For late fall and winter, gardeners look to create interest with structure, evergreens, berries, and interesting bark. Very few plants, though, are actually flowering. This is where witch hazel makes its entrance!
These intriguing shrubs and small trees have a branching structure which can be quite architectural. The fall color is gorgeous. In our area witch hazels grow well in sun and partial shade. The wispy, papery blossoms of late fall and winter really seal the deal.
Our native witch hazel in the eastern U.S. is “Hamamelis virginiana.” Native witch hazel has yellow blossoms, sometimes with a tinge of red or orange, and typically blooms in late fall, though depending on conditions, can bloom later. Another witch hazel native to the central part of the U.S., “Hamamelis vernalis,” does bloom later.
Witch Hazels are great near a window where you can see the winter blooms or out in the garden backlit by the sun. You can easily prune them to stay small if needed.
If you are looking for the native, please be aware there are many Asian witch hazels and hybrids for sale. If I were looking for a native, I would call ahead or order on-line to ensure you actually can get it. I bought a witch hazel labeled as native but now, given the bloom time and orange hues, pictured here, I am not quite sure what we have. Witch hazels are stunners though and well worth any effort to find just the right one.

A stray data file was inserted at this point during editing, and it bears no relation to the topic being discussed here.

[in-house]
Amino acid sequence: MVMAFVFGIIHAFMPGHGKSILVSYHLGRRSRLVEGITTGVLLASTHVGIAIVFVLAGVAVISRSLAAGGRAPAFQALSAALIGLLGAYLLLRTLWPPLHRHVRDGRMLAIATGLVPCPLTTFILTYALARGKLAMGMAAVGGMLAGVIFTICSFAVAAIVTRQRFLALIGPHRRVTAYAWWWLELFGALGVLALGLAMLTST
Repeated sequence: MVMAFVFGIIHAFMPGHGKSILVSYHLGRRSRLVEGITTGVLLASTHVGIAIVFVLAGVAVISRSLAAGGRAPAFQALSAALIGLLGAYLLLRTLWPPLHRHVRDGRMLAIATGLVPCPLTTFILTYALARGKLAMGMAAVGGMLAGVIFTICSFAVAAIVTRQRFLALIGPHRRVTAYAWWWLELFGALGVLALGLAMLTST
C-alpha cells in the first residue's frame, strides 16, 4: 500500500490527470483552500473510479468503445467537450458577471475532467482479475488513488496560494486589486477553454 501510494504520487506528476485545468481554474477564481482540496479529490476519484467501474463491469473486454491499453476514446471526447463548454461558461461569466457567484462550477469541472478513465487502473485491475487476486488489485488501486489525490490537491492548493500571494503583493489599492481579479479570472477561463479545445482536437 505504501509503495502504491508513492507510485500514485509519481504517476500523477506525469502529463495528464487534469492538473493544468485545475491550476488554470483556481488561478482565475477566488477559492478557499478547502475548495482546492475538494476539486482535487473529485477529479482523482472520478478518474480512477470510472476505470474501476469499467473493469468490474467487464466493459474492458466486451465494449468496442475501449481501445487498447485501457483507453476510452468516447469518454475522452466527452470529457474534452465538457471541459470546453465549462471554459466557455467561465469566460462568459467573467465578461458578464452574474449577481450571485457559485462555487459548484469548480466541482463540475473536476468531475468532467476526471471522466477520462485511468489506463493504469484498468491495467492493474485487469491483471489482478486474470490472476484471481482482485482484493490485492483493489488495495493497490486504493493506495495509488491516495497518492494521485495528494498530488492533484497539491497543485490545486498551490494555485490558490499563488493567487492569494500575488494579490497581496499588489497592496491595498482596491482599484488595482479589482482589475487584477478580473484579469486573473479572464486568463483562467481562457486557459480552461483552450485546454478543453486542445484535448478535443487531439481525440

For more information:
From the Lady Bird Johnson Wildflower Center check here.
The Brooklyn Botanical Garden has a great, concise overview of witch hazels here.
About a trial of different witch hazels by the Chicago Botanical Garden, including the native with hazel and four cultivars of it, please look here.